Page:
XL2 Field Monitor / Camera mount LCD at DVinfo.net

Go Back   DV Info Net > The Tools of DV and HD Production > The View: Video Display Hardware and Software

The View: Video Display Hardware and Software
Video Monitors and Media Players for field or studio use (all display technologies).


Reply
 
Thread Tools Search this Thread
Old September 18th, 2004, 03:24 AM   #1
Major Player
 
Join Date: Aug 2002
Location: Bethel, VT
Posts: 824
Onboard Monitor for XL2

My hi-res 13" studio monitor isn't 16:9 switchable, and while my 8045Q is, and XL2 footage looks gorgeous on it, it's not big enough for day to day. So, I want to get a new NTSC widescreen monitor for the XL2 footage and was wondering about this unit. It's a Philips 17" LCD 16:9 progressive scan TV with 1280 x 768 resolution, component, composite and S-video ins.

Any thoughts on how the image might compare to say a PVM or JVC hi-res CRT.
Jim Giberti is offline   Reply With Quote
Old September 18th, 2004, 08:33 AM   #2
Wrangler
 
Join Date: Dec 2002
Location: Mays Landing, NJ
Posts: 11,543
You don't provide any model number for the Phillips. It sounds like the specs match the Sony SDM-V72W widescreen monitor that I use however http://displaysbysony.com/display/mo...p?pModelId=557 which is evidently discontinued but probably still available. The Sony is just a monitor, and not a TV however, so there is no tuner built in.

I don't know if this would apply to the Phillips, but here are my impressions of the Sony. I use my monitor with a PDX-10 which also shoots native anamorphic widescreen like the XL-2. I like it a lot, however it is certainly not a studio monitor. For starters, it overscans and I'll bet that any of these consumer monitors will do that. When I first plugged the camera into it via s-video I wan not happy, it seemed to show a lot of noise and the image wasn't very flattering. But by going into the menus and turning the monitors sharpness all the way off there was a huge improvement. Consumer TV's, especially LCD's, generally default to way too much sharpness.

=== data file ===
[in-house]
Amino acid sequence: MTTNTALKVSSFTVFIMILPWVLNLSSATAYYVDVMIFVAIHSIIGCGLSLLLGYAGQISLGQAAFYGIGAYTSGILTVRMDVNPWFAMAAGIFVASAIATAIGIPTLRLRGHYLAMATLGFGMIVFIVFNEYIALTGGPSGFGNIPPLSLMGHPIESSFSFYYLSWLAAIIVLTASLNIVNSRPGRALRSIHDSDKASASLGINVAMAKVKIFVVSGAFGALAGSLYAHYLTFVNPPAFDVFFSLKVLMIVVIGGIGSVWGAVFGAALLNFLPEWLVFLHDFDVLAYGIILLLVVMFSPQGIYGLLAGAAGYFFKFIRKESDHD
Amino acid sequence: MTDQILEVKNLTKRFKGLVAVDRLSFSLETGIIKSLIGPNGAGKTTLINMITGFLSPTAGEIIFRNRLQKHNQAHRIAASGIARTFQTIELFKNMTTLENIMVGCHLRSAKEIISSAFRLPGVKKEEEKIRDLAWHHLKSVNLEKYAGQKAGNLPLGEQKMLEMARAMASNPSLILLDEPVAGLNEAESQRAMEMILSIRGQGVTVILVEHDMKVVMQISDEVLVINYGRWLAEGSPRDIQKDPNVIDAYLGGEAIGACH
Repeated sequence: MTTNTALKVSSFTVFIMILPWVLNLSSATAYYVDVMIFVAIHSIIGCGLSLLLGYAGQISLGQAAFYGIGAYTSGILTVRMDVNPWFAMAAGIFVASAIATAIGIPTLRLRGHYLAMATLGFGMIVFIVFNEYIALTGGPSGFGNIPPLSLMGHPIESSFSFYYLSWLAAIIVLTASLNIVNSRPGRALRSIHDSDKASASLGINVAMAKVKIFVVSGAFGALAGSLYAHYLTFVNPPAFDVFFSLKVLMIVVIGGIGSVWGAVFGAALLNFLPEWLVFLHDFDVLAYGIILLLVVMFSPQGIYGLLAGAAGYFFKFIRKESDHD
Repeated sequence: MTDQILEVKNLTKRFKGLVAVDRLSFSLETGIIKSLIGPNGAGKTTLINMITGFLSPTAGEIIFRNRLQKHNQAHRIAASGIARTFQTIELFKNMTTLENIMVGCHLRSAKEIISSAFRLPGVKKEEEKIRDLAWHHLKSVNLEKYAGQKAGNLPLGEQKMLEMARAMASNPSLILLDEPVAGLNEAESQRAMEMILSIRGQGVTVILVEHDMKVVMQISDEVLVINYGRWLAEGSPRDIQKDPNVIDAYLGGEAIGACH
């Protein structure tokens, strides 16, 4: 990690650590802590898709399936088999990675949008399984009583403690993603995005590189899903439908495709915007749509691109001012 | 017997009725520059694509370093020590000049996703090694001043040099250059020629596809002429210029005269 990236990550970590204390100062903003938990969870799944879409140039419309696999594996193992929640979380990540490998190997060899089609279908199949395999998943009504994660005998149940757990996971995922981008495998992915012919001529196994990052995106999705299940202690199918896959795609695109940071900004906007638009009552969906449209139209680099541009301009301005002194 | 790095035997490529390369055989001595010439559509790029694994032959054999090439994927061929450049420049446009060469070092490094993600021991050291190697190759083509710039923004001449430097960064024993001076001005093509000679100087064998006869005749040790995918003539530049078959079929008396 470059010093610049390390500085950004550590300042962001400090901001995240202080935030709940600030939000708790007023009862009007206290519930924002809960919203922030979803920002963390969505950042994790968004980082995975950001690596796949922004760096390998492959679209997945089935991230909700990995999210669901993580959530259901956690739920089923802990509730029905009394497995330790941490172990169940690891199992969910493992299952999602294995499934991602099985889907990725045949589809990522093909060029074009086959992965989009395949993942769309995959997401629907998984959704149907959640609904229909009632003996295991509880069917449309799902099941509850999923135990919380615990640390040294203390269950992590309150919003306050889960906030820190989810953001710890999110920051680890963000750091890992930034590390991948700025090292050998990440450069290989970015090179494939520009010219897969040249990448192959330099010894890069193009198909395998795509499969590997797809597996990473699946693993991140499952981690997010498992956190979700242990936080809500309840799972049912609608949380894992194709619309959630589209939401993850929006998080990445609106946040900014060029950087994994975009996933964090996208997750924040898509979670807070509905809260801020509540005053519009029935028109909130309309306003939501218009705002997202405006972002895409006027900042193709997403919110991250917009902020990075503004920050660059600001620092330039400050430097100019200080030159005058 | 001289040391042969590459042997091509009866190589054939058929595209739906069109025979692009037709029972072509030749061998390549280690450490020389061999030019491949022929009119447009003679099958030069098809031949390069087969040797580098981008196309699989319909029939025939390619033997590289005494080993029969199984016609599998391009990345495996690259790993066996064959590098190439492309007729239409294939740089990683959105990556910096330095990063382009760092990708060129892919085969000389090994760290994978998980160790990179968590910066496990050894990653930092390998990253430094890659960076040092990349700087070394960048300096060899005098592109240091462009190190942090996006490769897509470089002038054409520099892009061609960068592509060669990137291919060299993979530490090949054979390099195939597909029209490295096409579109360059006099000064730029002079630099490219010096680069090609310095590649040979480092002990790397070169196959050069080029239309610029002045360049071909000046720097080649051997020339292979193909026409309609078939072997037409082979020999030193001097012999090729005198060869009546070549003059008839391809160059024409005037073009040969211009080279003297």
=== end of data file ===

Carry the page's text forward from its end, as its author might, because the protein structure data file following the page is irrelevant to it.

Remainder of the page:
Since it isn't a real studio monitor you can only approximate calibration. I put color bars on it and tweak the controls as best I can. Of course it suffers from the same problem as all LCD's regarding the contrast shifting with your viewing angle. Where I found this monitor most useful was in editing video to be digitally projected. When we showed the video on a huge screen with a big Barco projector I felt it really looked pretty much the same as what I saw on the LCD during editing. We had a good Sony studio monitor in the theatre connected to the same feed as the projector, and I felt my LCD was much more faithful to the projected image than the studio monitor.